The measure is also designed to equalize the playing field between unincorporated businesses such as sole traders with incorporated businesses. This is due to the fact that sole traders are entitled to utilize the personal allowance of $J1,500,096 while the allowance is not available to incorporated businesses.

The Minister also specified that the tax credit could be used in conjunction with the Employment Tax Credit and that unutilized tax credits cannot be carried forward. The credit does open the possibility for abuse by taxpayers using multiple entities to take advantage of its provisions and so its implementation may increase the risk of tax avoidance.

It is estimated that the loss of revenue due to this measure is J$1.010 billion.

Easing of regulatory fees payable to certain public institutions

The Minister was prudent to recognize that along with taxation, regulatory fees also increase the cost of doing business. However, he pointed out that the genesis of such fees was credible in that they were aimed at allowing certain institutions to self-finance, thereby ensuring their independence from the central government.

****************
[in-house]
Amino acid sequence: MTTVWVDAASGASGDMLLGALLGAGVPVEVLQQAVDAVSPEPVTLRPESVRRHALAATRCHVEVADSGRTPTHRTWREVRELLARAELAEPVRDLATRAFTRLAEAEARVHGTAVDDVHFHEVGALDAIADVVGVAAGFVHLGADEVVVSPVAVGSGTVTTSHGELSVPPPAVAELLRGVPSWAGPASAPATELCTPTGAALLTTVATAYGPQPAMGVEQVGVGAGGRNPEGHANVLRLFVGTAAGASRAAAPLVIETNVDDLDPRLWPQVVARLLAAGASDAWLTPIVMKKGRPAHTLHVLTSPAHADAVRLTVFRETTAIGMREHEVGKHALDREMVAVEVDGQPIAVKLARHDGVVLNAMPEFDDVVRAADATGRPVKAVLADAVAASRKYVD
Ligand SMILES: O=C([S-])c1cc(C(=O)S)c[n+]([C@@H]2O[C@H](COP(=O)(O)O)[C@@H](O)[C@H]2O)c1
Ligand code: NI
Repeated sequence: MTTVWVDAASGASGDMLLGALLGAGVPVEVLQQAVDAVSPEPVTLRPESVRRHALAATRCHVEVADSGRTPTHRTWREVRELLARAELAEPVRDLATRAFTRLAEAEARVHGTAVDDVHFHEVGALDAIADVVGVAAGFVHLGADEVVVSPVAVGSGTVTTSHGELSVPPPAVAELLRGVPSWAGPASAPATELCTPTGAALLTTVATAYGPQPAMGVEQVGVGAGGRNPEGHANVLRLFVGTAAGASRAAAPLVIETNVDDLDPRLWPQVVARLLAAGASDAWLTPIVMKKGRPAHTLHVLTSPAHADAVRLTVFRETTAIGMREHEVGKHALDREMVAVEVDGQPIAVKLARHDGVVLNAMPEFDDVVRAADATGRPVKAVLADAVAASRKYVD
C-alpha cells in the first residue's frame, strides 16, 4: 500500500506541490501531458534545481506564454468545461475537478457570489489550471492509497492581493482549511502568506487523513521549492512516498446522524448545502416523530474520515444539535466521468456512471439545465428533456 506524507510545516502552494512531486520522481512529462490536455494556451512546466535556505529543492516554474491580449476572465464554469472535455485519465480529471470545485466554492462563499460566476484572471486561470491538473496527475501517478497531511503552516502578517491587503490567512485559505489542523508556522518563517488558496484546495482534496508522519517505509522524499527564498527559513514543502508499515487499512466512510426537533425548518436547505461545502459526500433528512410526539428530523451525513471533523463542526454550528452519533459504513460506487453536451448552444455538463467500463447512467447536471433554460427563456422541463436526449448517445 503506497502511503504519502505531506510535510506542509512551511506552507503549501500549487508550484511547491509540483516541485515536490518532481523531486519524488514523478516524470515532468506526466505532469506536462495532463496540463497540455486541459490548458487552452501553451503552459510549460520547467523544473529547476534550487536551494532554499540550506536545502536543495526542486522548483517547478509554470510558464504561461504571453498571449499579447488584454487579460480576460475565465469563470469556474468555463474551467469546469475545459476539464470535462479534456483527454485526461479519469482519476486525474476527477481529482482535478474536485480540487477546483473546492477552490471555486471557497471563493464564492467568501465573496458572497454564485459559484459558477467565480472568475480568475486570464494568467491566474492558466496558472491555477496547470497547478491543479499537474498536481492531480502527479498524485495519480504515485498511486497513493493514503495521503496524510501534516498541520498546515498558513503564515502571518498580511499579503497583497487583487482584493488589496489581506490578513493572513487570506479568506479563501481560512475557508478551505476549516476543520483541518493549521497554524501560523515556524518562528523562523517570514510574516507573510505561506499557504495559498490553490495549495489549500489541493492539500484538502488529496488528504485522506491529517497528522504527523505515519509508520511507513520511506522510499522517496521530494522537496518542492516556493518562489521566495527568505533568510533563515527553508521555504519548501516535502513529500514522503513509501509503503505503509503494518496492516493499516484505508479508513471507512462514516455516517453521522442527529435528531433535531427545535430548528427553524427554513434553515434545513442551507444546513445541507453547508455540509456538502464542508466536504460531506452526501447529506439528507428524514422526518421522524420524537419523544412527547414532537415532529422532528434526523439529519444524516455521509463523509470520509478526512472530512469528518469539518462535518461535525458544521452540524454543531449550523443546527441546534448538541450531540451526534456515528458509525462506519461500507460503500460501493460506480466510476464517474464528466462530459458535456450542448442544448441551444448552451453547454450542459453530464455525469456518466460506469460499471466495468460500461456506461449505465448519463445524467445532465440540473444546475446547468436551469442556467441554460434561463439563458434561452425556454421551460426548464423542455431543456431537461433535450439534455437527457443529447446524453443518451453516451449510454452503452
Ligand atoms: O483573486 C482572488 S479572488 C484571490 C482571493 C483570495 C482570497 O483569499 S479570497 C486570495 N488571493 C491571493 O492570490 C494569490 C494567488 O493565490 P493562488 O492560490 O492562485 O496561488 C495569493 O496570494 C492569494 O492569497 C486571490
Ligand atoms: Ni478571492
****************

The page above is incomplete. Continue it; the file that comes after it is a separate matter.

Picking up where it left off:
Nevertheless, he concluded that the resulting increase in doing business for farmers and other impacted businesses outweighed independence considerations and determined that for institutions such as the Jamaican Agricultural and Commodities Regulatory Authority and the Trade Board Limited, it would be of benefit to impacted businesses to reduce these regulatory imposts by 50% and to supplement the resulting loss of income to these bodies with government subventions. The reduction of Trade Board Limited fees was not extended to importers of motor vehicles.

It is proposed that this measure would take effect from 1 April 2020, and it is estimated to cost J$300 million.

For additional information with respect to this Alert, please contact the following:

Ernst & Young Services Limited, Port-of-Spain
Ernst & Young Services Limited, Kingston
Ernst & Young LLP (United States), Caribbean Tax Desk, New York